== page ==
Mathematical Elegance Coupled to Computational Efficiency
by Sam Savage
After receiving his PhD in Decision Analysis from Stanford, Tom spent 40 years in analytical consulting, including an 18-year stint at the prestigious Strategic Decisions Group, where he was Worldwide Managing Director. Tom was struck by general management’s inability to compute uncertainties, and has developed a flexible family of continuous data-driven probability distributions based on pragmatic consulting experience. The Metalog distributions, as he calls them, combine mathematical elegance with computational efficiency [i], [ii], [iii].
To put Metalogs in perspective, I remind the reader that the theory of probability and statistics is powerful and elegant. But so is the steam locomotive, and they were developed around the same time. By the 1970’s, computational approaches to statistics such as bootstrapping arose. These were based on the brute force of computer simulation instead of 19th century calculus. Although Metalogs are also based on simple mathematical principles, they are intended to be fit to data sets, not adjusted by parameters such a mean and standard deviation. And they output the ideal food for simulations: inverse cumulative functions. These functions are the most common way to generate random variates in simulations. The Excel function NORMINV(rand(),Mean,Sigma), for example, will produce Normal random variables with the specified mean and standard deviation with every press of the Calculate Key.
The informative Metalog Distributions website contains extensive documentation and implementations in numerous environments, including Excel and R. We have already implemented some of the Metalogs in the SIPmath™ Modeler Tools as described below. You can also download any of the Excel templates from the Metalog website and use them with the tools. Just be sure to replace the “random” cells in the templates with either RAND() or HDR generators from the SIPmath tools.
It is still early innings for Metalogs. For example, last year Tom and I discovered how to generalize the concept to solve a vexing problem in simulation. Suppose you are modeling an uncertain number of risk events, such a transformer failure. Each failure will cause a fire with a skewed, lognormally, distributed adverse consequence. On a given simulation trial you may get 3, 5, 8 or some other number of failures, and need to add up 3, 5, 8 or some other number of lognormal distributions. But you don’t know in advance how many you will have so you don’t know how many you need to generate. Until our approach with the Generalized Metalog, there was apparently no closed form solution for expressing sums of lognormals. We (mostly Tom) wrote this up for publication, and with his help we built sums of lognormal and triangular distributions into the Enterprise SIPmath™ Modeler Tools. Tom is now Chair of Data-Driven Distributions at ProbabilityManagement.org, and we will keep you apprised of future Metalog developments, several of which are in progress.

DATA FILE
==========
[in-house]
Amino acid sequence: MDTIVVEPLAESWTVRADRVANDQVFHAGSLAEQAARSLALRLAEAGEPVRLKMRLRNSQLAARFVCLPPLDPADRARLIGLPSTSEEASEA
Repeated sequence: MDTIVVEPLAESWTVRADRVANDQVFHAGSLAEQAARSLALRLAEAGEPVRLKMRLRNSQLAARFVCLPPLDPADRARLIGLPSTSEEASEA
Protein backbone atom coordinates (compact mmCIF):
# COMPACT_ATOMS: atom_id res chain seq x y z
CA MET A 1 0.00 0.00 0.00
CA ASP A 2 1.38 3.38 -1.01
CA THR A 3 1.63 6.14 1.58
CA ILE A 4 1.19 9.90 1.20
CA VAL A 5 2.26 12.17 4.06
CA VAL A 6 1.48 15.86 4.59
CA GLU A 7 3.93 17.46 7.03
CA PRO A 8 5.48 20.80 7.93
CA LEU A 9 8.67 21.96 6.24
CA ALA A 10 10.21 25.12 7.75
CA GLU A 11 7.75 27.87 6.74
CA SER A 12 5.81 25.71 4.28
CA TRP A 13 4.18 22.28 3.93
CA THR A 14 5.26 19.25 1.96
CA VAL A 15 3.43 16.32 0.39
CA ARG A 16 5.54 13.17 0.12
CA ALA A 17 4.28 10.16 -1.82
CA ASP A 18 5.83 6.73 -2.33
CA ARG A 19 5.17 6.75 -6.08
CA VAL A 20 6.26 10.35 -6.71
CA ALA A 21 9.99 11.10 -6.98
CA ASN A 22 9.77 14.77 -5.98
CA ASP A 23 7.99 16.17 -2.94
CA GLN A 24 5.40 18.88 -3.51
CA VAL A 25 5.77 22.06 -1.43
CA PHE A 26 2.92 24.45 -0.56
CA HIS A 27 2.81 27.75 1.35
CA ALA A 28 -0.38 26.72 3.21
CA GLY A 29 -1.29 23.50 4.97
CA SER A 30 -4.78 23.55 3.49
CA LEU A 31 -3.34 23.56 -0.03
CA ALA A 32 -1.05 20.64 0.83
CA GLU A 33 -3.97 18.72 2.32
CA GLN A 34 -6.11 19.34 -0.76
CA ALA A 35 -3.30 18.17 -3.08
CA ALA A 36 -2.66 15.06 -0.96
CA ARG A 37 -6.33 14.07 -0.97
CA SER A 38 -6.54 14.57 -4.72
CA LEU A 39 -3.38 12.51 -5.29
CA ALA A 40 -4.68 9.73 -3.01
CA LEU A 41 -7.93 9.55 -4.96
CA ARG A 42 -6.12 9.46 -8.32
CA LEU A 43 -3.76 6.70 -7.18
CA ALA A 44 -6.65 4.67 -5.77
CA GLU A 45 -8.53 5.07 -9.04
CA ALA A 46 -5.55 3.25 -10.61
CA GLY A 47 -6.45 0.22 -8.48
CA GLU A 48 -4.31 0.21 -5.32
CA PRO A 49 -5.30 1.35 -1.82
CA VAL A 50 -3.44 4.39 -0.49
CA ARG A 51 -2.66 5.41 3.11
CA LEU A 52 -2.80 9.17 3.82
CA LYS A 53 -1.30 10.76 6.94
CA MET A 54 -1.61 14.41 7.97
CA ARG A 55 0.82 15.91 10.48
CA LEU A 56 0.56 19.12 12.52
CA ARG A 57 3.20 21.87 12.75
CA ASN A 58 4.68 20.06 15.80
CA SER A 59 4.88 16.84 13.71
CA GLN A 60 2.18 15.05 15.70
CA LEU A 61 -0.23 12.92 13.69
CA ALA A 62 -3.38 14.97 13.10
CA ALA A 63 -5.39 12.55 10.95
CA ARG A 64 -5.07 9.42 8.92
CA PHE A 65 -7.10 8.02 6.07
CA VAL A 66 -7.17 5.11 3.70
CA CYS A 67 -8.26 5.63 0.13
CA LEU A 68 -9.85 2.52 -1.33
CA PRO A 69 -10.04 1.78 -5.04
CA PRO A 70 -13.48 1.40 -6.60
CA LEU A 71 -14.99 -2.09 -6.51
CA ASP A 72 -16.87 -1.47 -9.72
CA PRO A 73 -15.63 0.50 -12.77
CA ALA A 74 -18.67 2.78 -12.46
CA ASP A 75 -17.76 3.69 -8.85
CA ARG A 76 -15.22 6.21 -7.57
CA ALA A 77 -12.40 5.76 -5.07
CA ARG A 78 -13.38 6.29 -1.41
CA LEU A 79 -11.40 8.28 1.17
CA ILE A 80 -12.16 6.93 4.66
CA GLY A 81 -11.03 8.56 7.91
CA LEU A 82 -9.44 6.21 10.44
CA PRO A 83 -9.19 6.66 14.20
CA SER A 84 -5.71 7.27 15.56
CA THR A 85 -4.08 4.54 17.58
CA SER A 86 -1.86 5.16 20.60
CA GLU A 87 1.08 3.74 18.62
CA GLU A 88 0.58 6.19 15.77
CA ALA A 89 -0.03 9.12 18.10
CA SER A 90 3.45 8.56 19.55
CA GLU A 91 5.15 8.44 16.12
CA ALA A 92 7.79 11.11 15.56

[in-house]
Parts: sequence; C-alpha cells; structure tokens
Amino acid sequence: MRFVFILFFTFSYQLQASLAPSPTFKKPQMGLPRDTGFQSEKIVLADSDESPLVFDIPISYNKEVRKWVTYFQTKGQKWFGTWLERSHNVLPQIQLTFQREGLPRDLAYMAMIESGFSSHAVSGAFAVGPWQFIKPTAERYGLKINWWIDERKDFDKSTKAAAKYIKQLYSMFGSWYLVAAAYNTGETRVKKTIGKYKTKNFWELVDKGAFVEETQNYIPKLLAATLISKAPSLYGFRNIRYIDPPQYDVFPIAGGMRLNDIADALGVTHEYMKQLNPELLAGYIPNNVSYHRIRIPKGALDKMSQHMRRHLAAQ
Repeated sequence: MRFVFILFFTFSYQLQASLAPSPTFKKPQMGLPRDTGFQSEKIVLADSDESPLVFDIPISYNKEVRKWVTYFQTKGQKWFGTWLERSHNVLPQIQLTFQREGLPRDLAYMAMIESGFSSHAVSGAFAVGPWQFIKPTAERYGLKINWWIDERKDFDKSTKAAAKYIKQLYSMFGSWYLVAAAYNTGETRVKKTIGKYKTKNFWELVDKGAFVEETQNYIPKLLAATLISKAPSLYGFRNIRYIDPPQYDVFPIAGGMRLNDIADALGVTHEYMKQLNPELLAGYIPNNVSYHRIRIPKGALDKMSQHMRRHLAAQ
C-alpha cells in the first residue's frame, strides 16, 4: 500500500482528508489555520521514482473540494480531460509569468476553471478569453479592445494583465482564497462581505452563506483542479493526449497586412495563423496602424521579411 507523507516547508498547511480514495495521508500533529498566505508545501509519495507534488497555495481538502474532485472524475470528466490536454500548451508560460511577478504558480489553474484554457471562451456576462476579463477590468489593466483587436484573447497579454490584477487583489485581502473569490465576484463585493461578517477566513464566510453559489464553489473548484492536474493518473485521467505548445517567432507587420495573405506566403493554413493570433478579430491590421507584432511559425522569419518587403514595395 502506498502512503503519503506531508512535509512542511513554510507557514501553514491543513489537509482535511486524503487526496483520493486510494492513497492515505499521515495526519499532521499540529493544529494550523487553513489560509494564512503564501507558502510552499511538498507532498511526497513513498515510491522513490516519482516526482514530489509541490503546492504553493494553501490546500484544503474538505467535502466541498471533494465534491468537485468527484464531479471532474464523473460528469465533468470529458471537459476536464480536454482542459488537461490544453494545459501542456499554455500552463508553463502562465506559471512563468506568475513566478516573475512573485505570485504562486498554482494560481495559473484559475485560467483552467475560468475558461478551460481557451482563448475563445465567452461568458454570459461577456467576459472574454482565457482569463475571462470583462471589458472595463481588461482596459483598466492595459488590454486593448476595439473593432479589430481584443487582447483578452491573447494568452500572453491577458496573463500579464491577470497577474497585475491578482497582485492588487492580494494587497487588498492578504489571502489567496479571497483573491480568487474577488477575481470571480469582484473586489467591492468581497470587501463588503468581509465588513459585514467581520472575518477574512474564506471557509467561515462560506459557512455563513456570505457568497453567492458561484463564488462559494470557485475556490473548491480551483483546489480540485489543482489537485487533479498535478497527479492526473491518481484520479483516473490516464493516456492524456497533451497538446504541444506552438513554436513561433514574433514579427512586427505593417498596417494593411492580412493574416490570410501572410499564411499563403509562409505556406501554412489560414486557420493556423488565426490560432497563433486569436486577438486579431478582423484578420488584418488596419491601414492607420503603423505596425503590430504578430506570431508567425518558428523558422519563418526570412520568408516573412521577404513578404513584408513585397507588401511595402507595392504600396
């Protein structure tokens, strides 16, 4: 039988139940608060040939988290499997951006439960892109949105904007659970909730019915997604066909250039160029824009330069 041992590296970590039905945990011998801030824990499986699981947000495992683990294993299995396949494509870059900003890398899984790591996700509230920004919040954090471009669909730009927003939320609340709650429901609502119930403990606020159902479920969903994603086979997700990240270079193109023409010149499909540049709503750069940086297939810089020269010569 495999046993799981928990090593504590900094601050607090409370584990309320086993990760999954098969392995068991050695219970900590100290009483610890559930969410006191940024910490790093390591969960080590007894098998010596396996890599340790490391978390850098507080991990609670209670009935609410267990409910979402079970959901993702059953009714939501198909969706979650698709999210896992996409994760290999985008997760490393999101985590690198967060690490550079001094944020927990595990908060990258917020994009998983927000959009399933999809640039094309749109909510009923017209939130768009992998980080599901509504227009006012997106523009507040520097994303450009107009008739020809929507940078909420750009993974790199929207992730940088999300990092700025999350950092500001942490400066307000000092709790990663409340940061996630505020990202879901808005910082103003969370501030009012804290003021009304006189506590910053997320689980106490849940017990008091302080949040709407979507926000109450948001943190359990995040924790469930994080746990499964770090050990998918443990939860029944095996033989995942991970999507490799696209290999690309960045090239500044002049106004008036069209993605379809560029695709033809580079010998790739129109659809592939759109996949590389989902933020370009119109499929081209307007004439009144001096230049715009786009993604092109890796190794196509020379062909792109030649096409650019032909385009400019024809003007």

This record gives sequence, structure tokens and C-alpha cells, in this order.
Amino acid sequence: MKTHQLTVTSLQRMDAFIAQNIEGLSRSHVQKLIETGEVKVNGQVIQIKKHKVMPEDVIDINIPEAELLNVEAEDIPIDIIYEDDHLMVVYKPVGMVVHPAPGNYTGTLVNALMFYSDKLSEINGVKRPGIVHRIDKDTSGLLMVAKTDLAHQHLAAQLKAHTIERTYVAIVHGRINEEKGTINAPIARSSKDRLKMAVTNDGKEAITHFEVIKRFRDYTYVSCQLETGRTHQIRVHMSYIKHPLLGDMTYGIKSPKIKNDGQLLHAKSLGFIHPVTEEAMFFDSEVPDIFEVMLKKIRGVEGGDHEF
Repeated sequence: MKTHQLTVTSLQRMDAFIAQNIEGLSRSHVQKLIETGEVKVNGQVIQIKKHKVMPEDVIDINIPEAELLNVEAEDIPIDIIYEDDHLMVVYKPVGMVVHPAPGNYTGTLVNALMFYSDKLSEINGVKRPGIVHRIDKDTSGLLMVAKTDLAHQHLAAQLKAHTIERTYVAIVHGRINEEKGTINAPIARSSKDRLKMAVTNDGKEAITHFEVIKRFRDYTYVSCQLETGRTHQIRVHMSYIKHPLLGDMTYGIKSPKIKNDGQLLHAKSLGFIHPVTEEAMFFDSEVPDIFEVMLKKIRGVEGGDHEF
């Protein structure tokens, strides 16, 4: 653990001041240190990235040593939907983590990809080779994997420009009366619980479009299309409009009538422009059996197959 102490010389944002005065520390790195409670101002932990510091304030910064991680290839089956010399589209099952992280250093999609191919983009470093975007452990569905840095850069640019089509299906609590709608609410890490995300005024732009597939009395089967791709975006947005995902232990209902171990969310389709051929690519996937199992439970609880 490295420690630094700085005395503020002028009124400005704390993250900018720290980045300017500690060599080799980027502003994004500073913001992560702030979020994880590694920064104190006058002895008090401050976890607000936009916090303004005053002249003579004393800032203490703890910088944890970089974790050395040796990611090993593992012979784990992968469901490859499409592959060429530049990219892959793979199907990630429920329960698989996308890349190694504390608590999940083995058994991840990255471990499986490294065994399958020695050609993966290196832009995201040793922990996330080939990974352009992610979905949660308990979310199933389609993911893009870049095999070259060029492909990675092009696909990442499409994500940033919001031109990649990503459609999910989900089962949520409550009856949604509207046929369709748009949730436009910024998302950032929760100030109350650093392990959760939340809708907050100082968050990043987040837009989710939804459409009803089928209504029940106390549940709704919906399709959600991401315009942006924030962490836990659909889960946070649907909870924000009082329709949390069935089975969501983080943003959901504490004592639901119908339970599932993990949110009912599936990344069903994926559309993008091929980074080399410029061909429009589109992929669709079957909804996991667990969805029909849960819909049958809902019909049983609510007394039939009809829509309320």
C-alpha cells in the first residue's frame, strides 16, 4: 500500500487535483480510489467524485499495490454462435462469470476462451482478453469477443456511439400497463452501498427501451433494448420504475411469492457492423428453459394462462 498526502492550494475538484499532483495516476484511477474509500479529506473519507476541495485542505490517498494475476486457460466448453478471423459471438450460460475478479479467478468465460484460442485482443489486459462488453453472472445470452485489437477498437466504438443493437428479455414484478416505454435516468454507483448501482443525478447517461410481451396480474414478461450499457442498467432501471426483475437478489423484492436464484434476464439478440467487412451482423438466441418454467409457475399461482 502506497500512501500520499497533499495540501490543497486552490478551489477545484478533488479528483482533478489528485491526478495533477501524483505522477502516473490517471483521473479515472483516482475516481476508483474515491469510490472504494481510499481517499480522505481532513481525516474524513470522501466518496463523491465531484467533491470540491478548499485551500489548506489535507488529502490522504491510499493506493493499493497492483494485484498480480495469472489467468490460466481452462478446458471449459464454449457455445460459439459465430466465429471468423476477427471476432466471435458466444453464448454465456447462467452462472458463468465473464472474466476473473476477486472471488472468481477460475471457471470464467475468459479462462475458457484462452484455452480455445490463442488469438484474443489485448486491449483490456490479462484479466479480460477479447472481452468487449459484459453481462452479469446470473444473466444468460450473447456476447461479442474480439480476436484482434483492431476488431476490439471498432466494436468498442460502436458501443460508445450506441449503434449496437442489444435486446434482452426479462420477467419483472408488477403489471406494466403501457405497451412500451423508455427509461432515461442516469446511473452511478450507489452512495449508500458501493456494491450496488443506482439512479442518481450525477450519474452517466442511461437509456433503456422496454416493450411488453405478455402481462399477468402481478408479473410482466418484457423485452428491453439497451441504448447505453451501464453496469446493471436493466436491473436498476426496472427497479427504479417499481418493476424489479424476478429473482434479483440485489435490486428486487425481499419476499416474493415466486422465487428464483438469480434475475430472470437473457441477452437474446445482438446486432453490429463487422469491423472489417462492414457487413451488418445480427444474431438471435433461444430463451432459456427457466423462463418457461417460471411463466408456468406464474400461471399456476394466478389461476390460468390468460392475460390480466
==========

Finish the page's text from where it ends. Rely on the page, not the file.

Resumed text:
Using Metalogs in the SIPmath Tools
All the latest versions of the tools support the SPT (symmetric percentile triplet) Metalog, which can produce a wide range of distribution shapes as shown below [iv].
Furthermore, Tom has written a nice tutorial on their use in the SIPmath Tools.
The sums of identical triangular and lognormals are implemented in the Enterprise version of the tools, as described below.
Sum of Lognormal Risk Consequences in the SIPmath Tools
Suppose your organization is subject to a risk characterized by an average of 5 adverse events per year, each with a consequence that is lognormally distributed with a 50th percentile of $1Million, and a 90th percentile of $3Million.
The steps below show how to model this situation in the Enterprise SIPmath Tools
1. Poisson number of events
After initializing the file, we model the number of events per year as a Poisson variable.
2. Creating a sum of IID lognormals based on the Poisson number of events
We then create a lognormal in cell E5, checking the box on Sum multiple IIDs box (IID stands for independent, identical distributions). The number of lognormals to sum will be the number of events generated in cell C5, which varies with each simulation trial.
3. Specifying Risk as Output
We now specify E5 as an output of the simulation named “Risk” (cell E4) and denote cells F4 through G7 for a sparkline histogram.
4. Querying Statistics
Once the output is specified, you may specify any statistics, such as percentiles as shown below.
Now if you change any of the inputs (C3, E3, F3) the model will instantly update. And like all models created with the SIPmath modeler tools, the file is pure Excel, and uses no macros or add-ins, so you may share it with 1 billion of your closest friends.
[i] Keelin, T.W. and Powley, B.W., 2011. Quantile-parameterized distributions. Decision Analysis, 8(3), pp.206-219. https://pubsonline.informs.org/doi/abs/10.1287/deca.1110.0213
[ii] Keelin, 2016. The Metalog Distributions. Decision Analysis, 13(4), pp.243-277. https://pubsonline.informs.org/doi/10.1287/deca.2016.0338